bread

Baked by Daddy and his helpers

It took me a while to wrap my mind around this one: allowing my children to help me with household chores is an act of generosity.

My husband is usually the one in the kitchen with two little kids, perched on chairs and soaking wet, “doing the dishes”. Or with a child covered in flour “making bread”. I struggle with giving them a chance to be involved.

“Can I pour myself water?”
“No, I’ll do it.”

“Can I mix the tuna salad for you?”
“No, it’ll make a mess.”

“Can I help you clean the toilet?”
“NO! I mean, no. No, thank you. Not the toilet.”

In his book, Character Building: A Guide for Parents and Teachers, David Isaacs describes a different kind of generosity: sacrificing efficiency and peace in order to let my children take risks, try things out, make a mess.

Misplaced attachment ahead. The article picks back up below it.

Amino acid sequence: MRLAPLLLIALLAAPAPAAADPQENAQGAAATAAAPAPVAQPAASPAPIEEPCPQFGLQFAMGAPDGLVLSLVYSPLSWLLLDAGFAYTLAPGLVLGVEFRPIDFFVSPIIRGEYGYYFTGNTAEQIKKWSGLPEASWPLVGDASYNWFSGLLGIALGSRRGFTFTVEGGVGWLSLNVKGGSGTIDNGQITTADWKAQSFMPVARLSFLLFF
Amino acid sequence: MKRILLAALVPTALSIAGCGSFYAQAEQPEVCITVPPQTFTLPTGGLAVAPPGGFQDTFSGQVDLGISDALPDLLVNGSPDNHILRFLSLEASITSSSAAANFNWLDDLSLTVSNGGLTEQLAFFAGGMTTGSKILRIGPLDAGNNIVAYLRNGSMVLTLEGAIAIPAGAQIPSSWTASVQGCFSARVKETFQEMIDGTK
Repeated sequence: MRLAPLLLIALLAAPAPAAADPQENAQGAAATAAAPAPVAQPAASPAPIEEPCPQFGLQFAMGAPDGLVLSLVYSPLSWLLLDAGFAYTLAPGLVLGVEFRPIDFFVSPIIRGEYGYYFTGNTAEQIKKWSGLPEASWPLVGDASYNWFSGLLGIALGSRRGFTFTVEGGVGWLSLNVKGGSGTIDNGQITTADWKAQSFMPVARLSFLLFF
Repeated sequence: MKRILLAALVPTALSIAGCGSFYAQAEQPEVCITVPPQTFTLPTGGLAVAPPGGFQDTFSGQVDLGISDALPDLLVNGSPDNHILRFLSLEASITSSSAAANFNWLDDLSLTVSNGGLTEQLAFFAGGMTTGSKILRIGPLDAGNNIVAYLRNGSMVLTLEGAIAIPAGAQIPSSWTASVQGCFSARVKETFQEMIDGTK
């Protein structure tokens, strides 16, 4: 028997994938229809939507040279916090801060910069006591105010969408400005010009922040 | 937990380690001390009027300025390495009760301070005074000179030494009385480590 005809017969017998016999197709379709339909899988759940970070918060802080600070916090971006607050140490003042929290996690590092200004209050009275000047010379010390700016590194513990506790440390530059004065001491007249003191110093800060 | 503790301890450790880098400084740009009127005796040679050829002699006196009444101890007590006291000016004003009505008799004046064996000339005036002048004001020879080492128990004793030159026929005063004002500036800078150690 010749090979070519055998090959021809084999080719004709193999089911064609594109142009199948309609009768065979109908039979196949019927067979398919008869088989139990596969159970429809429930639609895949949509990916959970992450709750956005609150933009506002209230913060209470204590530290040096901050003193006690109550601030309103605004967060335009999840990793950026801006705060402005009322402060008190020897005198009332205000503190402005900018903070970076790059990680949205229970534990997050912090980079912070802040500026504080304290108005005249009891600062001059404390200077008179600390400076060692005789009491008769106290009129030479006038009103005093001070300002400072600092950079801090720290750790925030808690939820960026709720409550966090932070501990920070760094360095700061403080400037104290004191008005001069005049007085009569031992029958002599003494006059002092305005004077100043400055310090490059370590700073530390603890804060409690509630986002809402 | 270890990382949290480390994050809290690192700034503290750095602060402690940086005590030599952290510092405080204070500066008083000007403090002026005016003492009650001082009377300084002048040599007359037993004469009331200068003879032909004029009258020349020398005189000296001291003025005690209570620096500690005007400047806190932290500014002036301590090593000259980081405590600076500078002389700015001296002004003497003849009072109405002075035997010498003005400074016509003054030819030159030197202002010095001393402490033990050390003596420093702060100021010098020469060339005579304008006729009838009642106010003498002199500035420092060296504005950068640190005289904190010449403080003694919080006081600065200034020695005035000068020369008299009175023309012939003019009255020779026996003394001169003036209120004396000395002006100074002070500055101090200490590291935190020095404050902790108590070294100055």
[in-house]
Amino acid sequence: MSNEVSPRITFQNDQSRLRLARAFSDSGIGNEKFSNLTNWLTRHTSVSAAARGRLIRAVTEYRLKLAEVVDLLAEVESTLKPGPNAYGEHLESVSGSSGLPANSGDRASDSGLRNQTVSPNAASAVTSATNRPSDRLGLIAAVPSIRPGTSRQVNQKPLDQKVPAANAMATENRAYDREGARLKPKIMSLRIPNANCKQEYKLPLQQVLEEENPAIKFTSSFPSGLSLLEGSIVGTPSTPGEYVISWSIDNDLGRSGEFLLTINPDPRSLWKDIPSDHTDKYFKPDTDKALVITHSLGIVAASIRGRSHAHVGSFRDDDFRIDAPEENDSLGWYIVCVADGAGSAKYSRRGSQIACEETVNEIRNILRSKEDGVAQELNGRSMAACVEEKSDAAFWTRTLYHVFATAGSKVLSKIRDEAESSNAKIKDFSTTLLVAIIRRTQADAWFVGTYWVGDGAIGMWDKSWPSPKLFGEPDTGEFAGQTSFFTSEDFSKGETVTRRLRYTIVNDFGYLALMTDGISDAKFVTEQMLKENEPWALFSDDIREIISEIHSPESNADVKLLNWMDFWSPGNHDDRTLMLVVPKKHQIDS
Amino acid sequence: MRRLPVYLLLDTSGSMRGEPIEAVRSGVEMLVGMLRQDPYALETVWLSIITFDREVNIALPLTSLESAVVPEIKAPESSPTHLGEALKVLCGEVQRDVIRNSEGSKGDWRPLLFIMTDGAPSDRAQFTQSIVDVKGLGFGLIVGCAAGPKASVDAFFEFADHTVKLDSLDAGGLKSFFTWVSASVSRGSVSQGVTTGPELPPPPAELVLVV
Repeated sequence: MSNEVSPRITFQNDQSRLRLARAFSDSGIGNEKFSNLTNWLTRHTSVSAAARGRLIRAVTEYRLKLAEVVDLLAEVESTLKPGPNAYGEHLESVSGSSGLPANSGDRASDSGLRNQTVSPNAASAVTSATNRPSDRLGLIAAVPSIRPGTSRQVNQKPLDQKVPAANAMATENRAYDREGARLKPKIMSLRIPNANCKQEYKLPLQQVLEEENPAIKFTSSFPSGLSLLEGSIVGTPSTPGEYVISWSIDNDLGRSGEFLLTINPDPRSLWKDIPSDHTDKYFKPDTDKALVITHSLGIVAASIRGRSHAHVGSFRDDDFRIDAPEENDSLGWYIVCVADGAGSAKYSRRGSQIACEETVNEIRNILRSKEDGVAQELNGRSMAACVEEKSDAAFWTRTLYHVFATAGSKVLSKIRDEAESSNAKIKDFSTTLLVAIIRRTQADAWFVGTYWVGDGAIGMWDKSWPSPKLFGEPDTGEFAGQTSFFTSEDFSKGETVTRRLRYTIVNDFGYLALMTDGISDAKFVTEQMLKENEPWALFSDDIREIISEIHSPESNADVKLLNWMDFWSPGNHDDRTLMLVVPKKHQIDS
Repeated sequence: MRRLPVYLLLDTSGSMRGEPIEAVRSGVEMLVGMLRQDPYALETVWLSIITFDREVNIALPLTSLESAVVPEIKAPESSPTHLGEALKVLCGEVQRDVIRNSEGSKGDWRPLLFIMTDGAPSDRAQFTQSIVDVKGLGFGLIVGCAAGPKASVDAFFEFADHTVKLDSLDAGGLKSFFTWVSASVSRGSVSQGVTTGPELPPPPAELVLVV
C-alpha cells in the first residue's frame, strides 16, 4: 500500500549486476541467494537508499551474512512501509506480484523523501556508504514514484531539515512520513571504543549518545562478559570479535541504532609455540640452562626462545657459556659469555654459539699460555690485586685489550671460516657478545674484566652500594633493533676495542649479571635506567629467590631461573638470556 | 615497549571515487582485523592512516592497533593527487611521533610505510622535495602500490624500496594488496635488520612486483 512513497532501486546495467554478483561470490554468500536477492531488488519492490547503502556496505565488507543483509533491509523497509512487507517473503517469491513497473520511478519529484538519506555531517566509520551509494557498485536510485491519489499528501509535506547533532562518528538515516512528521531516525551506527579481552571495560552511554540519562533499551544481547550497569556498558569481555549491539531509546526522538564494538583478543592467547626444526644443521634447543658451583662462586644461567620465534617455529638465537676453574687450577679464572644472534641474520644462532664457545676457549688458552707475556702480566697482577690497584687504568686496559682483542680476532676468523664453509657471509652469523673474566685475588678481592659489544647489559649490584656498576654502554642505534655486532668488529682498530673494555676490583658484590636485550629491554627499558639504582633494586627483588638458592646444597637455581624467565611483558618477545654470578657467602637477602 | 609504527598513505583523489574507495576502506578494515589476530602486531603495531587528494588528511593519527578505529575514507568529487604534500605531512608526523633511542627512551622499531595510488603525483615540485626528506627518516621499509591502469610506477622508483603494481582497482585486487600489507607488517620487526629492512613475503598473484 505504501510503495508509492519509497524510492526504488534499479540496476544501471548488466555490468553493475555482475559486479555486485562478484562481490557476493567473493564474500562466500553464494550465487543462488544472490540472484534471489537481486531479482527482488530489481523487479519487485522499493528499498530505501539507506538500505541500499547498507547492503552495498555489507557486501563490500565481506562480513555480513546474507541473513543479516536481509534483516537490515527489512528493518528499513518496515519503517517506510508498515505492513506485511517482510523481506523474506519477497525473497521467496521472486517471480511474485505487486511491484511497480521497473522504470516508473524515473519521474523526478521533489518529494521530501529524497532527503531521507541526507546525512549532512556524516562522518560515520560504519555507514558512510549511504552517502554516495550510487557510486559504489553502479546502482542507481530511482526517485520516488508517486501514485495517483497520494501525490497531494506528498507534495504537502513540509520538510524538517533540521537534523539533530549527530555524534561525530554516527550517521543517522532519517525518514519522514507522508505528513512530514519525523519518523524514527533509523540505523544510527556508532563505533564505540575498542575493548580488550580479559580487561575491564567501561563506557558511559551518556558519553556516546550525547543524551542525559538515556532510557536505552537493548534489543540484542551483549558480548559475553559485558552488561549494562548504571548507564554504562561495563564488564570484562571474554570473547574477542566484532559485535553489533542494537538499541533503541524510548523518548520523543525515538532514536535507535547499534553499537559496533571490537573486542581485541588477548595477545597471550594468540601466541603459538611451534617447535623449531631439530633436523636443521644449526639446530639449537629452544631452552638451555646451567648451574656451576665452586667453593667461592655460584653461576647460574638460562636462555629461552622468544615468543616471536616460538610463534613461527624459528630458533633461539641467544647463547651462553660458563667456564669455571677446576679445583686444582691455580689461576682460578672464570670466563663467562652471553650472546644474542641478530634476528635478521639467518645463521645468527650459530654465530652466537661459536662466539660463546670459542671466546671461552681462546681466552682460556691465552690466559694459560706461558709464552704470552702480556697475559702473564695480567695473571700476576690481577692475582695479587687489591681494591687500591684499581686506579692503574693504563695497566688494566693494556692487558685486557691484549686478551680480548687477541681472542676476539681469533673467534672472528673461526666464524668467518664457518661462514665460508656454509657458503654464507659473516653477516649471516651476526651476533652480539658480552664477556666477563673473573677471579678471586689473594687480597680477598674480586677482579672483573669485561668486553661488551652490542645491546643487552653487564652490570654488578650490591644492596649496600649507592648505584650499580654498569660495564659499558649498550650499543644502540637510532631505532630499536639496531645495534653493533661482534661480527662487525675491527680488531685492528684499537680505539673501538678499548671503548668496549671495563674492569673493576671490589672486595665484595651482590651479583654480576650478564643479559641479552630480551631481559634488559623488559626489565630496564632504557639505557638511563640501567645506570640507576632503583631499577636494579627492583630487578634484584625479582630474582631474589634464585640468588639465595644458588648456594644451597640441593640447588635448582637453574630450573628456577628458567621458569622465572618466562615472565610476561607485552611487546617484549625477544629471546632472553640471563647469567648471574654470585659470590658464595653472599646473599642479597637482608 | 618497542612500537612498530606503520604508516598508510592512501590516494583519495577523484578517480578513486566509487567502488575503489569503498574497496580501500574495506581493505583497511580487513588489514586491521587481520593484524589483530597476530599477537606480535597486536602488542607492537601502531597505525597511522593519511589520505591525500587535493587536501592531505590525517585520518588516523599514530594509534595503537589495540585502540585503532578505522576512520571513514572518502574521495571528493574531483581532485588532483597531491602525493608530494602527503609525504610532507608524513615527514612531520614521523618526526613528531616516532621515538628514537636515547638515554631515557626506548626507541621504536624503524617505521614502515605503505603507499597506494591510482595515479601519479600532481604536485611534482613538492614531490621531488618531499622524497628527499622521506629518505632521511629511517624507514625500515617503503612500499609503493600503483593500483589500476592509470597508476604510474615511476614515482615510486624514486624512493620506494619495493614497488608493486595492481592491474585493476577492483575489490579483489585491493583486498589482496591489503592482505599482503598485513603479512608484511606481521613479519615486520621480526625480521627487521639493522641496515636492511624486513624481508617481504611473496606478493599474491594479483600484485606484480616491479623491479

I’m getting better. Just today, I remembered to let my three-year-old perch herself on a chair to sort the clean cutlery into the drawer. I could hear her chanting to herself “…big spoon, big spoon, small spoon, knife, fork, fork…” The six-year-old was scraping food bits into the garbage and handing me plates to load into the dishwasher. They must have done this before because they weren’t that bad… probably with my husband.

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